It’s just before finals. Among the harsh lights and architectural blandness of Cross Campus Library, students are desperately reading Cliff’s Notes on The Odyssey or wondering why they didn’t study fractal geometry earlier. It’s so quiet you could hear a pin drop. Suddenly, the calm atmosphere is broken by cheers. It’s the “Finals Fairies,” organized by the Pundits, Yale’s senior prank society. They’re loud. They’re wild. And they’re naked.
“Could the naked people please tone it down just a little?” says a voice over the loudspeaker half-heartedly.
Carrying their clothes in backpacks, the pundits move through every study room in CCL and Sterling Memorial Library, tossing out candy to the weary students. Perhaps the most bizarre thing about the event however, is not the pure spectacle of naked students tossing out goodies. It’s that hardly anyone gives them a second glance.
“You’d be surprised about how unshockable Yale students are,” said a participant, who goes by the pseudonym “Buck Naked.” “I suppose you do get the occasional cheer or catcall.”
Groups like the Pundits may be out of luck if they want to shock Yalies. Perhaps the less than enthusiastic response can be explained by the sheer number of naked traditions that have sprouted up at Yale and the length of time public nudity has been an important aspect of the Yale experience for many students.
Buck Naked places the origins of the Pundits’ nude runs at around the time of the battle of Hastings. While not going back that far, many point to a long and prestigious line of Pundits who have added a little spirit to reading week.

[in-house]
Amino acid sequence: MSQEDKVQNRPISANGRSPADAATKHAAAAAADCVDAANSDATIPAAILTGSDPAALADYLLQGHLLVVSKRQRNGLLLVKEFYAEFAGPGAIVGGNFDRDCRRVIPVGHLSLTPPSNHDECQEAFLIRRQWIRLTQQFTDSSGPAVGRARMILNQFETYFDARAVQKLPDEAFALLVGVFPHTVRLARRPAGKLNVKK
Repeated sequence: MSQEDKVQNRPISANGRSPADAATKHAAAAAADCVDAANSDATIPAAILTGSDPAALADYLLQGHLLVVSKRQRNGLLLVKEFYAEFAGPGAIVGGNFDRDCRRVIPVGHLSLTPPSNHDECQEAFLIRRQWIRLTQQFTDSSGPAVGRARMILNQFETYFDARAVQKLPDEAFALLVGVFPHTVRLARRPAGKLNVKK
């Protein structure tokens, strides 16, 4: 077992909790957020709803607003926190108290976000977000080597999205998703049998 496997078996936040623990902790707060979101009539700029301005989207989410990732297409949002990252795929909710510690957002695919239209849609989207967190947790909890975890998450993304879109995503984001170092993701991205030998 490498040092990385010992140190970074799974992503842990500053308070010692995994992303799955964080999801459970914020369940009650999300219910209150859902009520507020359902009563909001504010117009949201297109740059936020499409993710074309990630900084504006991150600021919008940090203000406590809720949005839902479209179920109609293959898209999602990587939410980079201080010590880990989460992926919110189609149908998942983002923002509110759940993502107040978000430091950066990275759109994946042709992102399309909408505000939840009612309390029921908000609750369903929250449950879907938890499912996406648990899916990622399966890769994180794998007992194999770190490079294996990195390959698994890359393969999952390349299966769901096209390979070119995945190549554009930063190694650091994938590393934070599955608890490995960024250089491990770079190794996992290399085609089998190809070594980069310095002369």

“I know there are rumors that congressmen and prominent people were Pundits,” said a library employee, who preferred to remain anonymous.
In fact, the streaks of Pundits who now sit on Capitol Hill may have been wilder than the ones students see today. Previous streaks by the Pundits included a bagpipe player, who provided musical accompaniment to the festivities. New Pundits also are forced to walk, rather than run, for safety reasons.
Naked explained the purpose of the tradition.
“Why are there so many people bent on enslaving themselves under halogen lights?” Naked said. “Lighten up.”
The Pundits are also famous for their nude parties, part of the group’s dedication to removing inhibitions.
“People need to laugh a little more, get shocked out of their shit a little more,” Naked said.
Yale Women’s Center
The goals of some organizations that participate in public nudity are more ambitious than shocking “people out of their shit.” On National Love Your Body Day, the windows of the Yale Women’s Center are covered and members are placed at the doors to prevent gawkers. Then, the naked tea party begins.
Started three years ago, the YWC hosts the tea parties to improve body image.
“I know that a lot of women have never been in a setting where they’ve seen a lot of other naked women,” YWC business manager and event participant Cyd Cipolla ’04 said.